306 Timing Belt Renewal
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  1. #1
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    Default 306 Timing Belt Renewal

    Havlng just bought a 1997 306XL with 180,000 on the clock and no record when the timing belt was last done, I think it wise practice to replace it. Looking at the likely cost, I seriously wonder if I could have a go at it. But for an average DIY mechanic, just how difficult is it? Haynes tells you how, but then says to go to a Peugeot place to have the tension checked. Would it be wiser then to put it in the hands of a Peugeot mechanic? I would be interested in any comments.

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  2. #2
    Contented Peugeot Driver addo's Avatar
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    SOHC motor? You should be fine. Absolutely make sure to fit a new crank pulley if it's the rubber sandwich type.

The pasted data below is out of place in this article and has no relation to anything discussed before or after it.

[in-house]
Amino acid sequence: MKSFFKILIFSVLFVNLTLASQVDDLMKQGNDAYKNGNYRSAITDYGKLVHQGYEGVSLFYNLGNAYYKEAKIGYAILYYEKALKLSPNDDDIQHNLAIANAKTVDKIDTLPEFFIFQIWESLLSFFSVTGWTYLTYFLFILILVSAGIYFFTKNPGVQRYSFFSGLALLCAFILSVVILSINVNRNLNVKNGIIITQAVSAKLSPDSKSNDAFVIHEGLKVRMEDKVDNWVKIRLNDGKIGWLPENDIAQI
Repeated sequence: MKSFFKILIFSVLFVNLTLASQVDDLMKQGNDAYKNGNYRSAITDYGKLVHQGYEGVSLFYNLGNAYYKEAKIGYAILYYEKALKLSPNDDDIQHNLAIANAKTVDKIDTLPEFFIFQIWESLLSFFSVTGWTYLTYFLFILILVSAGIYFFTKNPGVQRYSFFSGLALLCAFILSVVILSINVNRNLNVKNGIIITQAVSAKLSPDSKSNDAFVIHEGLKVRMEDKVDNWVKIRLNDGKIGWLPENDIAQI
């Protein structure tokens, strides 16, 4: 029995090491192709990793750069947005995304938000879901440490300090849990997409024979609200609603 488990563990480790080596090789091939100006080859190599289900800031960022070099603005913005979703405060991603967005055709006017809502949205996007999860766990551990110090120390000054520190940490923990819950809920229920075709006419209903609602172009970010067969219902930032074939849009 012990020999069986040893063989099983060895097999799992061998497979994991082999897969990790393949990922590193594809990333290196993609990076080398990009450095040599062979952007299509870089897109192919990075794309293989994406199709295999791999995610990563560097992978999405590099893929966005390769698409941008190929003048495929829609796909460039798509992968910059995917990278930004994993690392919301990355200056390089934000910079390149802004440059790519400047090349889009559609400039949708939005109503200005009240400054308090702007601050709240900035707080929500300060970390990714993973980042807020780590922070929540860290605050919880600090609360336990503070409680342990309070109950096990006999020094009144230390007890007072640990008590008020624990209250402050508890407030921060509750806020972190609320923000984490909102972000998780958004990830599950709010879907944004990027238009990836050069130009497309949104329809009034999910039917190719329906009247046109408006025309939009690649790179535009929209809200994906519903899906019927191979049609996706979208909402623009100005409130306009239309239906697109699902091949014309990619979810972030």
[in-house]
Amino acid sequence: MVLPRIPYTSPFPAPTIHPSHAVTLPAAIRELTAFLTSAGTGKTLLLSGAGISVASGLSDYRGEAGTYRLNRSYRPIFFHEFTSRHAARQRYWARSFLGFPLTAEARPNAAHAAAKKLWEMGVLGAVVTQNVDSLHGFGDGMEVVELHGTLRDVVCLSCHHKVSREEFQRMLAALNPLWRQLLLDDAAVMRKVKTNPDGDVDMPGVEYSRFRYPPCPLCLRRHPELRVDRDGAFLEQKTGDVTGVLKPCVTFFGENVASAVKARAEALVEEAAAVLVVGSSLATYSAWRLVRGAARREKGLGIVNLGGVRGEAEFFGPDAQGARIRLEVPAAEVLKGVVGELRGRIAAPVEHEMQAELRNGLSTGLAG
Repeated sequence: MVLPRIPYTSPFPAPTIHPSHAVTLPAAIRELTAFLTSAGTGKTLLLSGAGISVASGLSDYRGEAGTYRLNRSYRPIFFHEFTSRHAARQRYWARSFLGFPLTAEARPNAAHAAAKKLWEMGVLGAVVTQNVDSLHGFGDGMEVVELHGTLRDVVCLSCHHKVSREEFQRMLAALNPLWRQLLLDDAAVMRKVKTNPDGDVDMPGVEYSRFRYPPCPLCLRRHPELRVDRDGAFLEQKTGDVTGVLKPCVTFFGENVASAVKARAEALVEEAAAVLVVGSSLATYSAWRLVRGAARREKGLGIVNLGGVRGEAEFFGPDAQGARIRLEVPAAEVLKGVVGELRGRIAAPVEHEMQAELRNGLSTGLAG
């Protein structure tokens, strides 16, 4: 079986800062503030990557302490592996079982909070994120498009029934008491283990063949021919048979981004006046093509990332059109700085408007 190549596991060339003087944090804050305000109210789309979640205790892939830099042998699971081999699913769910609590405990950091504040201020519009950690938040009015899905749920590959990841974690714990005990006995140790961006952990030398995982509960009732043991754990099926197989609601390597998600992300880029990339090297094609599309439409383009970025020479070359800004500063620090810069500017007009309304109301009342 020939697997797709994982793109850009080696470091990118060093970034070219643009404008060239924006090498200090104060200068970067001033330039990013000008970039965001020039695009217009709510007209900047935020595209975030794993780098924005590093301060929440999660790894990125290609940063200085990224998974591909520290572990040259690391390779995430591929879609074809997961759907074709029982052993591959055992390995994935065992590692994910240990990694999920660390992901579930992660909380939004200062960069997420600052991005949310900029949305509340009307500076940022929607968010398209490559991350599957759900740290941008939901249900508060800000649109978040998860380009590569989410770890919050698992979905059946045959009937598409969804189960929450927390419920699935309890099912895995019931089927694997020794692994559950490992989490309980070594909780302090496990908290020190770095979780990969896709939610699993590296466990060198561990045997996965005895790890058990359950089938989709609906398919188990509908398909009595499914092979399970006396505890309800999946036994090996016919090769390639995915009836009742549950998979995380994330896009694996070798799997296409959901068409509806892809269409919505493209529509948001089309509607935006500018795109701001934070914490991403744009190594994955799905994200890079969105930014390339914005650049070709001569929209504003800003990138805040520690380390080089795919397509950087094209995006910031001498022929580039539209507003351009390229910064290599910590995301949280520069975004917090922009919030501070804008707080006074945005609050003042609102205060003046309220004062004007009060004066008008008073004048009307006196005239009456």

If the belt sounds like a Rootes blower when finished, you're too tight.

  3. #3
    Fellow Frogger! BlackC2's Avatar
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    Quote Originally Posted by PeterR View Post
    Havlng just bought a 1997 306XL with 180,000 on the clock and no record when the timing belt was last done, I think it wise practice to replace it. Looking at the likely cost, I seriously wonder if I could have a go at it. But for an average DIY mechanic, just how difficult is it? Haynes tells you how, but then says to go to a Peugeot place to have the tension checked. Would it be wiser then to put it in the hands of a Peugeot mechanic? I would be interested in any comments.
    I asked this very question earlier in the year re my 99 2 litre 306 cab. The book says how to do it then drops in the 'special tool' needed for tensioning. Obviously there are people out there with ways to do it themselves (search for the thread), but for my case I got it done for my own piece of mind. Didn't cost much, from memory, but I'll have to look it up when I get home. (Currently in Sydney airport waiting for my last flight home after a 40 hour marathon that started in Edinburgh!).